Housing nine radio stations and rising to a height of six storeys, Broadcast House in Johannesburg was once the hub of all radio broadcasting in what was then known as the Transvaal. Much admired for its superb Art Deco features and technical capacity, today Broadcast House still plies the trade it was built and designed for sixty-two years ago. In Focus visits a Johannesburg broadcasting landmark.


Broadcasting commenced in South Africa with experiments conducted by EA Jennings. This was in fact before the time of the Marconi experiments.


Sir Harry Lauder was the first visiting celebrity to be heard by radio enthusiasts. At this stage radio was still in the realms of amateurs.


The Associated Scientific & Technical Societies of South Africa (ASTS) is granted a broadcasting license, and broadcasting commenced from the Stuttafords building in Rissik Street. The call sign was JB. Broadcasts also commenced from Cape Town and Durban.


JB radio station closed down. Entertainment mogul IW Schlesinger took all 3 stations and set up broadcasting in Bree Street Johannesburg. All the broadcasts were ‘live’.


Work commenced on ‘Broadcast House’ in Commissioner Street which was built by Schlesinger.


The South African Broadcasting Corporation was formed by the state, purchased the Broadcast House building from Schlesinger and moved in.

After the construction of Broadcast House in 1936, on the corner of Troy and Commissioner streets, the SABC broadcast both Afrikaans- and English-language programmes on medium and short wave radio. Broadcasts continued throughout the Second World War – during which time the Afrikaans staff are reported to have taken firearms with them to work in case a sign was given that they should take over the station. Fortunately this never happened!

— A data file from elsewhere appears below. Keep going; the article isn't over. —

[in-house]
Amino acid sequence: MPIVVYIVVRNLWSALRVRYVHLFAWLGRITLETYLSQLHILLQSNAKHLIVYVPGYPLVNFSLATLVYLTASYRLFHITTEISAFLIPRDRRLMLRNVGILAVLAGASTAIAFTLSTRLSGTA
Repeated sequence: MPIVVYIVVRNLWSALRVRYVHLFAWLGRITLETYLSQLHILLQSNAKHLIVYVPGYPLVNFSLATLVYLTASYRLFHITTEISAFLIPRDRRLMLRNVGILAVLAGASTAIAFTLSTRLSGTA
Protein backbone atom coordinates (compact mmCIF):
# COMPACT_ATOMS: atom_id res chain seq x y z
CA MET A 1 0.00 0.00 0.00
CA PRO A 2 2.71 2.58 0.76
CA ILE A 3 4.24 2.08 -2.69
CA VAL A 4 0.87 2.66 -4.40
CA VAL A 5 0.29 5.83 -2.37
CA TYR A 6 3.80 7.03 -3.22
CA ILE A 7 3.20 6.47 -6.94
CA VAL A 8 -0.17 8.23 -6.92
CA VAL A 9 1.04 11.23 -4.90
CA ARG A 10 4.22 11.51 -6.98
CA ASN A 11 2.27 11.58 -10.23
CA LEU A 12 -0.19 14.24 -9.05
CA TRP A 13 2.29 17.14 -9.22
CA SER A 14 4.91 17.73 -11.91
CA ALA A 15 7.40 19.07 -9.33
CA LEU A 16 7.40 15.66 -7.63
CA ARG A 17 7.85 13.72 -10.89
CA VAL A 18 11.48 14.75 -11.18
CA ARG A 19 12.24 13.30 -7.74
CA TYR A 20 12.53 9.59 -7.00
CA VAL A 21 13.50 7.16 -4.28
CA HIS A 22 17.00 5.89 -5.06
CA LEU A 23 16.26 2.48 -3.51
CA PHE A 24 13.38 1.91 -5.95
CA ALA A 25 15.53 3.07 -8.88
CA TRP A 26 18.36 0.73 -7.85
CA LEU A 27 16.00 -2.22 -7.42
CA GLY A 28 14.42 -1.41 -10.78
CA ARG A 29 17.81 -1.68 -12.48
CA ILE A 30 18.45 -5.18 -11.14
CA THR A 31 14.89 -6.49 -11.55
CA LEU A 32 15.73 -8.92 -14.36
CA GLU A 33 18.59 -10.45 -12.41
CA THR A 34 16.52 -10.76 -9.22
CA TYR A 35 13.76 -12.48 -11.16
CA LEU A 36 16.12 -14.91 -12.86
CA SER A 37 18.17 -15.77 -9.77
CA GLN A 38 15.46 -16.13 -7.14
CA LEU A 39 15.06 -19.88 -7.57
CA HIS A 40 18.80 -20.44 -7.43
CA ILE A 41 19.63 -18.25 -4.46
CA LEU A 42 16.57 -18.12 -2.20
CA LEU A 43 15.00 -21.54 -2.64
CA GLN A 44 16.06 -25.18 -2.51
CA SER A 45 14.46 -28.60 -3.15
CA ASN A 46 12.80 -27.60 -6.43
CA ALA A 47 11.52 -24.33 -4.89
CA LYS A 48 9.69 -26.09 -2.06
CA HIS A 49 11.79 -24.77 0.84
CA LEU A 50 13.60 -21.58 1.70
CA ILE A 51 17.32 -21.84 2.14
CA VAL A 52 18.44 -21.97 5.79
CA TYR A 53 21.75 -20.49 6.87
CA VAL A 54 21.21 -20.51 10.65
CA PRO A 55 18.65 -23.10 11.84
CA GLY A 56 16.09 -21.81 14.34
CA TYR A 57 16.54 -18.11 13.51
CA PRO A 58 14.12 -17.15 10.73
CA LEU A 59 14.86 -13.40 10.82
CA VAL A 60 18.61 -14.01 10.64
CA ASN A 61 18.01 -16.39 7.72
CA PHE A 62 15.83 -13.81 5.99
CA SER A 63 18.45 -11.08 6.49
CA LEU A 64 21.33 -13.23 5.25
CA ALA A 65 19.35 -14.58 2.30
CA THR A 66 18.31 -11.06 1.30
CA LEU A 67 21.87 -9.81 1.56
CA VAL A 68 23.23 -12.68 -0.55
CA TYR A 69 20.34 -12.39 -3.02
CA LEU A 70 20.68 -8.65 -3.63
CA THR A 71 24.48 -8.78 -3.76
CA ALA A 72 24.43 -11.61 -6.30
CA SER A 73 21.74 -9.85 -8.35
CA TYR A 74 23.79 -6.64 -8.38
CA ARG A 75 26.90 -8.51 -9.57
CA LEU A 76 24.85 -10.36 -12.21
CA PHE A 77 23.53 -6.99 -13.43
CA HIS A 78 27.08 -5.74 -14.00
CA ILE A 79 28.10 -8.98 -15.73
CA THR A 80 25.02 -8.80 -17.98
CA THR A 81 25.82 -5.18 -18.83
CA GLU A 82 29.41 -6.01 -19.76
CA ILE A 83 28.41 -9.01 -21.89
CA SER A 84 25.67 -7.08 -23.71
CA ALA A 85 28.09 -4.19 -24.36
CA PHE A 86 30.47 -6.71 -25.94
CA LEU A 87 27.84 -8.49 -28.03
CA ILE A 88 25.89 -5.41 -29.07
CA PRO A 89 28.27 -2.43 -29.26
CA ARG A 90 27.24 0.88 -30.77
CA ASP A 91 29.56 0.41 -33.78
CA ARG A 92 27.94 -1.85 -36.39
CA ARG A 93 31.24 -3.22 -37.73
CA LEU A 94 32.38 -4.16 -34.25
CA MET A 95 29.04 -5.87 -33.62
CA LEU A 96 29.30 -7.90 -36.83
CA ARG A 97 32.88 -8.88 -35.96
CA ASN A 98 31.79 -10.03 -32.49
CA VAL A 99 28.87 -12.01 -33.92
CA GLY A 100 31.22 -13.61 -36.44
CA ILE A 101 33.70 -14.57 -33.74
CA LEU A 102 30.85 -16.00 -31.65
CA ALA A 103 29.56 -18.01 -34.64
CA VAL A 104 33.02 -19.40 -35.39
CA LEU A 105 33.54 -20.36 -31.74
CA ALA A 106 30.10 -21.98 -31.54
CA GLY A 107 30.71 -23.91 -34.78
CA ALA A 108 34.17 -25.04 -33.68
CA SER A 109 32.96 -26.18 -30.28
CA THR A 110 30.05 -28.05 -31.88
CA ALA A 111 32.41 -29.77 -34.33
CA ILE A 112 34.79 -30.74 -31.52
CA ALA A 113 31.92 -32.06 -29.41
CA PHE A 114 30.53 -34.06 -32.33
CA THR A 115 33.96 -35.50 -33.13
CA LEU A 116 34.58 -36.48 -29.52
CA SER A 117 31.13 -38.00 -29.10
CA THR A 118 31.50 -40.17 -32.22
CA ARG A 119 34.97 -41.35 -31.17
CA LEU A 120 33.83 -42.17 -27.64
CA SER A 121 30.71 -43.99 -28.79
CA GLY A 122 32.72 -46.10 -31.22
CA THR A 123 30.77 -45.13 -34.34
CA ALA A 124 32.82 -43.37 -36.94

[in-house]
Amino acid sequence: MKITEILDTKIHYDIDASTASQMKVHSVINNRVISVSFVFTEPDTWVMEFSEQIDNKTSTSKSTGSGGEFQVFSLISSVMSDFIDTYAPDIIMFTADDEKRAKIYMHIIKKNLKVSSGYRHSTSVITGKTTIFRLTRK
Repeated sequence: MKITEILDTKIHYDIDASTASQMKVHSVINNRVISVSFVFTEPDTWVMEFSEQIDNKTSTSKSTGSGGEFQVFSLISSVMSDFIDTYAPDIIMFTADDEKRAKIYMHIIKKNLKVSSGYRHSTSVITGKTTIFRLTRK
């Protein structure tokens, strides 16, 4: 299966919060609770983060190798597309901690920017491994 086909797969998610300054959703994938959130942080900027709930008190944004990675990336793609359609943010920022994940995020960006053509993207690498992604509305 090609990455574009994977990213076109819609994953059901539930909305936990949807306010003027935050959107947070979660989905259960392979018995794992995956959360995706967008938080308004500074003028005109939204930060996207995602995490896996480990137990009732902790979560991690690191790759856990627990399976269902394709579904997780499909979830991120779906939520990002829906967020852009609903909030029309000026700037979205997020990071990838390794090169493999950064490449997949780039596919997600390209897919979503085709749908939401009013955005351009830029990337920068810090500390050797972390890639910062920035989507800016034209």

A commercial service was introduced on 1 May 1950 when Springbok Radio was launched. The SABC also took over the then extremely popular LM Radio, previously broadcast from Lourenço Marques, and eventually turned it into Radio 5 under the then Director General Henry Howell.

It was found, however, that three stations were not sufficient for the growing audience, and in the 1950s seven new language stations came into being. Some time after this an FM transmission was put into service, allowing for far better quality than the previous medium and short wave broadcasts. Radio RSA began broadcasting in 1966 with the stated goal of presenting a true and representative radio service for South Africa.

On 5 January 1976 the first television broadcast was made from the new broadcast facility in Auckland Park, ushering in a new era of broadcasting in South Africa. The change was met with fierce opposition from the likes of Dr. Albert Hertzog, a senior cabinet minister at the time, who vetoed the idea. He believed ‘die klein bioskoop’ (the small cinema) “would cripple the country with moral decay”. He further claimed television would introduce foreign ideologies into people’s homes and called it ‘the devil’s toy’. It even become election issue, with the United Party using a poster with the slogan ‘Want TV, vote UP’.

After six years of broadcasting, two new channels (TV 2 & 3) were launched by the SABC in 1982. TV 2 broadcast programmes in Nguni, Zulu and Xhosa and TV 3 catered for Sotho- and Tswana-speakers. The same channel was used initially, but a year later the SABC split their channels. Broadcasting then commenced from Broadcast House.

The SABC finally vacated the building in 1985, at which time it had grown to eight storeys with five television production studios as well as the original nine radio studios. All SABC broadcasts thereafter were made from the Auckland Park complex.

Broadcast House stood empty for some time, until ABSA Bank took over the building. ABSA used it for many years for internal training and as a communication television station. They installed new electronics and equipment, and started the ‘Africa Growth Network’, an in-house television communication centre.

Today the building houses the popular local drama series Binnerlanders, which uses two of the original television studios. The remainder of the building is occupied by Global Access Information Television, which is run by a private consortium, which provides niche broadcasting for DSTV.